After I left hospital for the last time it then took me over a year to recover enough from the depressive illness that had laid me low to be capable of making a staged return to work. If I had not been working for the Church of England, which is exempt from much employment law, I would have been given the opportunity to gradually return to full time employment without any loss in status. In fact, I even suggested that I should minister at just one of the two parishes I was attached to until I was up to being responsible for both. But, not only was I told that this was not possible, I was informed by the Bishop of Newcastle, at the time, Martin Wharton (see photo) that I had to retire. Although I successfully fought his discriminatory decision after a few years of short term contracts in a demoted role, he finally managed to get his desire and, with the excuse that I was no longer affordable, I was sacked. I have now been unemployed for six years as no bishop I have approached has been willing to offer me even the opportunity of getting my vocation back.
I am probably the only person in the world today who cries for Thomas Mair, the man who killed Jo Cox. I do not in the slightest condone what he did but I honestly understand something of what he feels because I feel it myself. I am not talking about his xenophobia, that comes from out of a paranoia that is not part of my mental health problems, but what I do know is the feeling of worthlessness he lives with every day of his life. Thomas once told a reporter who was doing a story on the gardens in which he was a volunteer worker, "Many people who suffer from mental illness are socially isolated and disconnected from society, feelings of worthlessness are also common mainly caused by long-term unemployment."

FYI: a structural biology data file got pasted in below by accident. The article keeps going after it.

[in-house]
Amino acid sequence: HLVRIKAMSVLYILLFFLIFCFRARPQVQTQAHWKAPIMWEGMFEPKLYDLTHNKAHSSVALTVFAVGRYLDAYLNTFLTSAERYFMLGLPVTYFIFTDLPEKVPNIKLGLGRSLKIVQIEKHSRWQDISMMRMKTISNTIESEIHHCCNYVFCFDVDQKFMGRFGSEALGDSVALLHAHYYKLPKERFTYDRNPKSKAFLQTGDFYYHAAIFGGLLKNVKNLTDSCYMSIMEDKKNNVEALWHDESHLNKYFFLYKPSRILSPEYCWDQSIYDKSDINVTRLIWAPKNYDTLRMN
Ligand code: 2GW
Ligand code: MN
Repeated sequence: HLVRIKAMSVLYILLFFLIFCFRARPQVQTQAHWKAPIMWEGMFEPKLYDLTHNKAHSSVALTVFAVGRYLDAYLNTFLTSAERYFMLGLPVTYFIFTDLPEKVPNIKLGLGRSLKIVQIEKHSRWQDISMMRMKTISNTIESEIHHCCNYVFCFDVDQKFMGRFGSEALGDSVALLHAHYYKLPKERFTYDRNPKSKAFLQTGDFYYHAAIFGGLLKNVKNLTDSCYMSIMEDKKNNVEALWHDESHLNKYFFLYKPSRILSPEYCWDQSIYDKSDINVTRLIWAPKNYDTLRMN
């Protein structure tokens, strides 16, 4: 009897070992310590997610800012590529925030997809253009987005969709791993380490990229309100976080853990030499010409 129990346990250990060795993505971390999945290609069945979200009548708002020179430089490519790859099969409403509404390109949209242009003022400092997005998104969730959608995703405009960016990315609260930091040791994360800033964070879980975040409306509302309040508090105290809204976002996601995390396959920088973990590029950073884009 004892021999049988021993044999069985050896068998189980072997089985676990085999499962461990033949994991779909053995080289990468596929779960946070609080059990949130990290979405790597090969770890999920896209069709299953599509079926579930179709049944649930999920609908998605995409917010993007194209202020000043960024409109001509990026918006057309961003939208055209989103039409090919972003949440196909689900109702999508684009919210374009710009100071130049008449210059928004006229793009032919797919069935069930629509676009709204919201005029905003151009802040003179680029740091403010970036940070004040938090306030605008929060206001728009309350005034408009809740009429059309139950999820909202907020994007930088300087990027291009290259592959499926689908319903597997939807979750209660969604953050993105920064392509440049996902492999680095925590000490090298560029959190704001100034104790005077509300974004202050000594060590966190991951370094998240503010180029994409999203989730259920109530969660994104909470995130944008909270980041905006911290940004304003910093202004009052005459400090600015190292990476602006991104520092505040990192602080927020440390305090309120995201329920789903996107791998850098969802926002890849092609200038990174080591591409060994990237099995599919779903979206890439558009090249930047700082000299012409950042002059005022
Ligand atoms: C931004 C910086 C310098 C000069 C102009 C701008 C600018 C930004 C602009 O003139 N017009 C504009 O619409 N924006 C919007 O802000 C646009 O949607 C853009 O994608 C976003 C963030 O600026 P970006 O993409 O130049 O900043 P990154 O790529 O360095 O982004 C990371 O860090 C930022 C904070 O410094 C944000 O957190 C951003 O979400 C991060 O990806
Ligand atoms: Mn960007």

I do not find it difficult to imagine how a person who believes himself or herself to have no worth could easily become convinced that life itself is worthless and that the lives of other people have no inherent worth.
When Martin Wharton dismissed me and removed from me my reason for existence he murdered me. It was murder without a death and I am now faced with an indeterminate period of this living death. I am not exaggerating. Logically I might as well be dead. Worse than that, logically I might as well never have been born. That would have been a mercy.
I believe in God and I believe in judgement and I believe in hell. I do not know what I would be capable of if I did not believe in these things but I fear losing my faith because what can the world take away from the man who has already had everything taken from him and what could then frighten that man?
Bishop Wharton was not arrested for my constructive murder, he was not even reprimanded, not even by his own self-righteous conscience. Ironically, having already taken my life away from me, instead of being punished himself, this man who was supposedly responsible for my spiritual welfare, has condemned me to life imprisonment. I understand that he now enjoys a peaceful retirement in London (somewhere that I cannot even afford to visit let alone reside in).
Maybe depression is the body's way of stopping itself from committing a more natural reaction to the anguish it is being subjected to. Perhaps it sometimes just cannot stop itself. Not an excuse but definitely an explanation and a reminder that no man is solely responsible for his actions and some people, even Church of England bishops, get away with murder.